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1. Brown del.

11 Delatre c. BELLAMY's APOLOGY Vol.v.

Despondency on the Sheps of Mestminster Bridgeca,

Printed for J.Bell British Library Strand London March 14 1786..

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To which is annexed,
Her original Letter to JOHN CALCRAFT, Efq.
advertised to be published in October 1767,

but which was then violently suppressed.

« The Web of our Life is of a mingled Yarn, Good and Ill

together; our Virtues would be proud, if our Faults whipe
“ them not; and our Crimes would despair, if they were not
“ cherished by our Virtues."

All's Well that Ends Well, Act 4, Scene lii.

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And fold by J. BELL, at the Britih Library, STRAND.

PRINTED

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MDCCLXXXVI.

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December 22, 17I NOW found all my theatrical expectations frustrated. Although, but a few days before, they seemed to be resuming their wonted fplendour, and bid fair to be productive of at least some years of unclouded sunshine, in a moment an envious gloom darkened the prospect. Transient, as 66 when a sable cloud turns forth her silver lining “ to the night," was the flattering hope. But such was my lot.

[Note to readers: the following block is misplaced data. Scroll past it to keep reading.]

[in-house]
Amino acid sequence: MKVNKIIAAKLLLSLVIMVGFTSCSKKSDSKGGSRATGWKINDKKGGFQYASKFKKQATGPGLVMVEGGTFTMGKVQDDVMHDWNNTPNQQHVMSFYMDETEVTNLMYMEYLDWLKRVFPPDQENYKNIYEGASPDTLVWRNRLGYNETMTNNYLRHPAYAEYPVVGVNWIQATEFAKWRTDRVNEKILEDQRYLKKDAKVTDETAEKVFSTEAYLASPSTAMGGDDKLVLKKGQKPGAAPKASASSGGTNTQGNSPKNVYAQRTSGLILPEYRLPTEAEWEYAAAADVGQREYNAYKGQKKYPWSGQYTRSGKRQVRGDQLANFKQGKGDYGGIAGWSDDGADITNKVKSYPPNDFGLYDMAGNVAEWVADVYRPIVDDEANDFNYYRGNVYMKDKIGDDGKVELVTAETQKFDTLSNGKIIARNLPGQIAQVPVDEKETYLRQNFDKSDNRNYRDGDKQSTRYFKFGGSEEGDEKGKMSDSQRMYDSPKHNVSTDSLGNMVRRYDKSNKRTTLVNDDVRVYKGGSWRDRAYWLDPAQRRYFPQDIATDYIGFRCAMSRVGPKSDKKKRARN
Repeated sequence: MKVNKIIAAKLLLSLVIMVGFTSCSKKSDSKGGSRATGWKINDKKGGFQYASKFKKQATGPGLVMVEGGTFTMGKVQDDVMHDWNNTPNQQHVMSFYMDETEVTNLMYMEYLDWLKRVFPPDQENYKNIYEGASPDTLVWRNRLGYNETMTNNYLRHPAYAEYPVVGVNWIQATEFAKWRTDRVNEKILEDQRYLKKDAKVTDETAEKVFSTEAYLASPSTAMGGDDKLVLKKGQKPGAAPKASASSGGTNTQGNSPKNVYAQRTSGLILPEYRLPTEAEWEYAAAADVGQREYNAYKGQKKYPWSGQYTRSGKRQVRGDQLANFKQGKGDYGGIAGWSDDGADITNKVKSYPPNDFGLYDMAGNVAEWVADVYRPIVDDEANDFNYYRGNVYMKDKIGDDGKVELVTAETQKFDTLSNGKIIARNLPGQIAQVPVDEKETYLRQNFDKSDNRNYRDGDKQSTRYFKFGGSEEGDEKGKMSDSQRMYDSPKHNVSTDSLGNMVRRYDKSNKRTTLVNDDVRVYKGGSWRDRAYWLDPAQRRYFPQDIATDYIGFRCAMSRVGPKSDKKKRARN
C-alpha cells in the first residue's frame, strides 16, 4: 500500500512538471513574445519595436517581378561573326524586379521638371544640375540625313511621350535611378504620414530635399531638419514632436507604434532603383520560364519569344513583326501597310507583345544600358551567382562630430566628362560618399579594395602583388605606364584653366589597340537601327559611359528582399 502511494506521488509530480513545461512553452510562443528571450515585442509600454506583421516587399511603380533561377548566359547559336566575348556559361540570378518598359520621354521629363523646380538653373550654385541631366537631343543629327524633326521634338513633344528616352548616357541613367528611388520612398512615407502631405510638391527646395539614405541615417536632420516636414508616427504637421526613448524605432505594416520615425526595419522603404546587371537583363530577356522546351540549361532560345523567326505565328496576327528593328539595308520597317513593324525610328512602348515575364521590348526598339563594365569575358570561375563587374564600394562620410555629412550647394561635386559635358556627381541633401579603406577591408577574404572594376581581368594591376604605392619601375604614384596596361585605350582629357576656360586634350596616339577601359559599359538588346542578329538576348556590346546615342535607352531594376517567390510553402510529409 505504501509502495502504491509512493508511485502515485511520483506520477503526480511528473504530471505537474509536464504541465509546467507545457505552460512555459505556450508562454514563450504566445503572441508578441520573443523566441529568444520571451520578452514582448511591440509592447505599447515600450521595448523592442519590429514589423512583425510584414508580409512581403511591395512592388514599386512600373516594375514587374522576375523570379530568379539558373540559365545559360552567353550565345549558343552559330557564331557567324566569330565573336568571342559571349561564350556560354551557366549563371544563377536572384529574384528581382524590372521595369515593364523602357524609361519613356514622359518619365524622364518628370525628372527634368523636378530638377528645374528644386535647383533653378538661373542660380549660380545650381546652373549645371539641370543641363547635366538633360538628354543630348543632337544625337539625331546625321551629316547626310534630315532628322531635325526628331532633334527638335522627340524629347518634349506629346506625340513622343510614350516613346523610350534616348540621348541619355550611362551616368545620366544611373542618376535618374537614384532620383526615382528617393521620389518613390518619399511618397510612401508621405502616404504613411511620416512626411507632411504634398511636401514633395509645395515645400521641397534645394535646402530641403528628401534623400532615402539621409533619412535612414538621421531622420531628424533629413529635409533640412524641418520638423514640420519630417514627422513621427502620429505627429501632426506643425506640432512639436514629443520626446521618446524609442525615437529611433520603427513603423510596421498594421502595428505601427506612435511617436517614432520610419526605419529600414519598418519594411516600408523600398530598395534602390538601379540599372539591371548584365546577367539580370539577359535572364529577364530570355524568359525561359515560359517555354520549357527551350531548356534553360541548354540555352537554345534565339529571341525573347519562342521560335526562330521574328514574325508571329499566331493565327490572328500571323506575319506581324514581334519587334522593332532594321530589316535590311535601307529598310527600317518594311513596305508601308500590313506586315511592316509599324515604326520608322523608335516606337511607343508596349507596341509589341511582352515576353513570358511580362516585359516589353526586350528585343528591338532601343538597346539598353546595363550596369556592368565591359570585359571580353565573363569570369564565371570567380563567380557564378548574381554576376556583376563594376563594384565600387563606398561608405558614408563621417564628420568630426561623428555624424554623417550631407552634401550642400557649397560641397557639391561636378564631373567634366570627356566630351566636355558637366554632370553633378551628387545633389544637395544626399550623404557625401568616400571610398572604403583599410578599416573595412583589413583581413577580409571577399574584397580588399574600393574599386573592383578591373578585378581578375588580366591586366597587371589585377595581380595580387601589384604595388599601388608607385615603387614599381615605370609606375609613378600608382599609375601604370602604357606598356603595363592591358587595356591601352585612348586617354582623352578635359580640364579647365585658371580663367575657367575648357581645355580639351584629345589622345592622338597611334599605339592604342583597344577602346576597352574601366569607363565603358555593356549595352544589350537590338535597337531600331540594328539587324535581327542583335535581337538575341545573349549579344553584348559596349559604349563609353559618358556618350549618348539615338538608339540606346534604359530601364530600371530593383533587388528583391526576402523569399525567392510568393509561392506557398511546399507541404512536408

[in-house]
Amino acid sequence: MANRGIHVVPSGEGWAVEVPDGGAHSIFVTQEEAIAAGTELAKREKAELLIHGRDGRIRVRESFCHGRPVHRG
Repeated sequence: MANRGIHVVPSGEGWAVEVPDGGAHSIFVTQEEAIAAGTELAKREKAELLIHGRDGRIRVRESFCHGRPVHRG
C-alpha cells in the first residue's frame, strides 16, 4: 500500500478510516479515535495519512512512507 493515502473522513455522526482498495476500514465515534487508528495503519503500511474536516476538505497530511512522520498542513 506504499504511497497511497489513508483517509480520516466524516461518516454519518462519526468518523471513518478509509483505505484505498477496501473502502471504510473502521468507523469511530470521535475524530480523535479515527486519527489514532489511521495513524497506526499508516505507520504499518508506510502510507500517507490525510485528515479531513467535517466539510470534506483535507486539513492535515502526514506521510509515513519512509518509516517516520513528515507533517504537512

I could by no means have wished for an engagement, unless it was on condition of being reinVOL. v.

B

stated

stated in most of the parts that had been in my poflession, together with my quota of new ones;

and as to requesting a favour of that kind from Mr. Woodward, I reprobated the very thought. I could not for a moment suppose, even had I been fo unreasonable as to make such a weak proposal, that a person who knew the value of money fo well as he did, would have consented to have me (to make use of a political phrase) tacked to him by way of dependent,

For notwithstanding friendship is a very fine thing to talk of, very few would prove such devotees to it, as to sacrifice a thousand pounds a year upon account of it. As for my own ideas of that facred union, they are so truly romantic, and so very unfashionable, that I am almost ashamed to make them known: but I should not think worlds too dear a purchase, for the person towards whom I professed a friendship. I now regretted, more poignantly than before, that I had made Mr. Colman my enemy. Though I deplored his resentment, I acknowledged the justice of it. I have, however, the consolation to add, that from that gentleman's liberal behaviour for some time past, I have every reason to believe his displeasure has subsided, and that I have the happiness, once

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